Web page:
What is the connection between causation and responsibility? Is there a best way to theorize philosophically about causation? Which factors determine and influence what we judge to be the cause of something?
Bringing together interdisciplinary research from experimental philosophy, traditional philosophy and psychology, this collection showcases the most recent developments and approaches to questions about causation. Chapters discuss the diverse theoretical ramifications of empirical findings in experimental philosophy of causation, providing a comprehensive survey of key issues such as the perception and learning of causal relations, omission, normative considerations, mechanism, voluntariness and legal theories of causation. With novel contributions from both experts and rising stars, Advances in Experimental Philosophy of Causation demonstrates the value of empirical work and opens new domains of inquiry at the cutting edge of the field.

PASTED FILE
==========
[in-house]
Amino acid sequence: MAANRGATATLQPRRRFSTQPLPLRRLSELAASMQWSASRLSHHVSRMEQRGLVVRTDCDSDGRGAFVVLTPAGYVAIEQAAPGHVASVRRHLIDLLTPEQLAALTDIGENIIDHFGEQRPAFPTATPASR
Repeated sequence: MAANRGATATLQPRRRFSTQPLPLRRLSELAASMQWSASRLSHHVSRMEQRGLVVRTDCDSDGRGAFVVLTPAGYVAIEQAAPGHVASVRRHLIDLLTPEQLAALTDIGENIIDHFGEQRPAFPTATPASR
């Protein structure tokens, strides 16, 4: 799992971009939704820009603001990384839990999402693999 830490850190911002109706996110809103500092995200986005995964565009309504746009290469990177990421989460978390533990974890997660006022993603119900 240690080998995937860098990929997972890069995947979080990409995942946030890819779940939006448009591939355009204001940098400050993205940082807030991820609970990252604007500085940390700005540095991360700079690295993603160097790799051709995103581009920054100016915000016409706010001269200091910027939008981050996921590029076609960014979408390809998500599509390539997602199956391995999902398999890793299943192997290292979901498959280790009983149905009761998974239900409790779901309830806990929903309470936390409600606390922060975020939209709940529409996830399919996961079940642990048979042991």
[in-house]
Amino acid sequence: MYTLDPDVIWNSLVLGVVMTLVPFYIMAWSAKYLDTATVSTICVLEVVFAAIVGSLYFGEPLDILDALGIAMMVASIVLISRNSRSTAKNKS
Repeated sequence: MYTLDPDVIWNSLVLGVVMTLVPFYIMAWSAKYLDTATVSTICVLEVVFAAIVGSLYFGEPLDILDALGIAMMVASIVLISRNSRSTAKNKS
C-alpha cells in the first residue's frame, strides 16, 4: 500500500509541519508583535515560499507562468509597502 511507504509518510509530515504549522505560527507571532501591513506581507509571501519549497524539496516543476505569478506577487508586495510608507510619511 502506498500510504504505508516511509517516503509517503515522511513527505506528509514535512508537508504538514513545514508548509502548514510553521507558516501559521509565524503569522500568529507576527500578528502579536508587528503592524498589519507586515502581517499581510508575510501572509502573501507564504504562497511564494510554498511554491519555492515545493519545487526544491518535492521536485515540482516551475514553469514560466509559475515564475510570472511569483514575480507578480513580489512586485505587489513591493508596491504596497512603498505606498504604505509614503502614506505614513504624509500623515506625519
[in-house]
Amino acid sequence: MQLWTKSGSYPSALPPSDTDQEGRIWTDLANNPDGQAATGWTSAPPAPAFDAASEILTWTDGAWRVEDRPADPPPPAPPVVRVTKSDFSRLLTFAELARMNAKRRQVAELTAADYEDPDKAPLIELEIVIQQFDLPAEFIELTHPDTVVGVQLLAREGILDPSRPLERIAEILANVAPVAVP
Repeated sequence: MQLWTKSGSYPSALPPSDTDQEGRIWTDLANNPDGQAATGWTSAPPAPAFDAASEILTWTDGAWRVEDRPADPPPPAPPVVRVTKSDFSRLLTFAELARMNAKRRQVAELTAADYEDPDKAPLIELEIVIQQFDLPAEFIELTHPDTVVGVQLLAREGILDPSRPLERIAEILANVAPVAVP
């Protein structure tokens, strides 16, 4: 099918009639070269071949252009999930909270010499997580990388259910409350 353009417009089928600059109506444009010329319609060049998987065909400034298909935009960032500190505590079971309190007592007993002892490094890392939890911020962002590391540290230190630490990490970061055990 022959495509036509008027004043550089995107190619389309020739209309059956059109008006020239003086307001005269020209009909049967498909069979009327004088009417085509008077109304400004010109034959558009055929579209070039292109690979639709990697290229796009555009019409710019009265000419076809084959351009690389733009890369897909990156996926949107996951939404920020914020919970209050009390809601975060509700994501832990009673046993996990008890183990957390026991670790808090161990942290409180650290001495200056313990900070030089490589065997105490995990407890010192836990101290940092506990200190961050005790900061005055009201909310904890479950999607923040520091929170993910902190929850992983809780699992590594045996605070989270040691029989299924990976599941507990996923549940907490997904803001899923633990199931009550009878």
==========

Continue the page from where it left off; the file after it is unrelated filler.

This book empirically investigates the social practice of ascribing moral responsibility to others for the things they failed to do, and it discusses the philosophical relevance of this practice. In our everyday life, we often blame others for things they failed to do. For instance, we might blame our neighbour for not watering our plants during our vacation. Interestingly, the attribution of blame is typically accompanied by the attribution of causal responsibility. We do not only blame our neighbour for not watering our plants, but we do so because we believe that not watering the plants caused them to dry up and die. In this book, I investigate how we make moral and causal judgments about omissions. I discuss different philosophical perspectives on this matter, and I outline to what extent the actual social practice is in line with philosophical theories.